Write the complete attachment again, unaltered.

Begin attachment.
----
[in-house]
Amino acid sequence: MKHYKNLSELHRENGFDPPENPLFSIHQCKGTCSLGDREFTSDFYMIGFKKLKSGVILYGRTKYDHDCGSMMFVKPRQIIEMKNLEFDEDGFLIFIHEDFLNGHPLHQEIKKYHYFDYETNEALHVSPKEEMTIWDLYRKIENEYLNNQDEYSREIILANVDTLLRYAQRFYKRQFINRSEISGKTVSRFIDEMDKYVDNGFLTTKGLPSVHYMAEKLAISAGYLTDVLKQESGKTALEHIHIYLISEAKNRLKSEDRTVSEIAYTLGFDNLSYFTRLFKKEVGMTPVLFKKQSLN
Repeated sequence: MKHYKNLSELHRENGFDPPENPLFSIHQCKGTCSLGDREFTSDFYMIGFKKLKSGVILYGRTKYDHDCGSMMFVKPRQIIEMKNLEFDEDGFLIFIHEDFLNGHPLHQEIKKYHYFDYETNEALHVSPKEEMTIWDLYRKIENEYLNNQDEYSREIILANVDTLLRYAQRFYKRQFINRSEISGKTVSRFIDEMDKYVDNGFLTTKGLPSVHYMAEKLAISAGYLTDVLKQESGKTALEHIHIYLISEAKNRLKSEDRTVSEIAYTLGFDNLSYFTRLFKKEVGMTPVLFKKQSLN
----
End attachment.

[in-house]
Amino acid sequence: MKHYKNLSELHRENGFDPPENPLFSIHQCKGTCSLGDREFTSDFYMIGFKKLKSGVILYGRTKYDHDCGSMMFVKPRQIIEMKNLEFDEDGFLIFIHEDFLNGHPLHQEIKKYHYFDYETNEALHVSPKEEMTIWDLYRKIENEYLNNQDEYSREIILANVDTLLRYAQRFYKRQFINRSEISGKTVSRFIDEMDKYVDNGFLTTKGLPSVHYMAEKLAISAGYLTDVLKQESGKTALEHIHIYLISEAKNRLKSEDRTVSEIAYTLGFDNLSYFTRLFKKEVGMTPVLFKKQSLN
Repeated sequence: MKHYKNLSELHRENGFDPPENPLFSIHQCKGTCSLGDREFTSDFYMIGFKKLKSGVILYGRTKYDHDCGSMMFVKPRQIIEMKNLEFDEDGFLIFIHEDFLNGHPLHQEIKKYHYFDYETNEALHVSPKEEMTIWDLYRKIENEYLNNQDEYSREIILANVDTLLRYAQRFYKRQFINRSEISGKTVSRFIDEMDKYVDNGFLTTKGLPSVHYMAEKLAISAGYLTDVLKQESGKTALEHIHIYLISEAKNRLKSEDRTVSEIAYTLGFDNLSYFTRLFKKEVGMTPVLFKKQSLN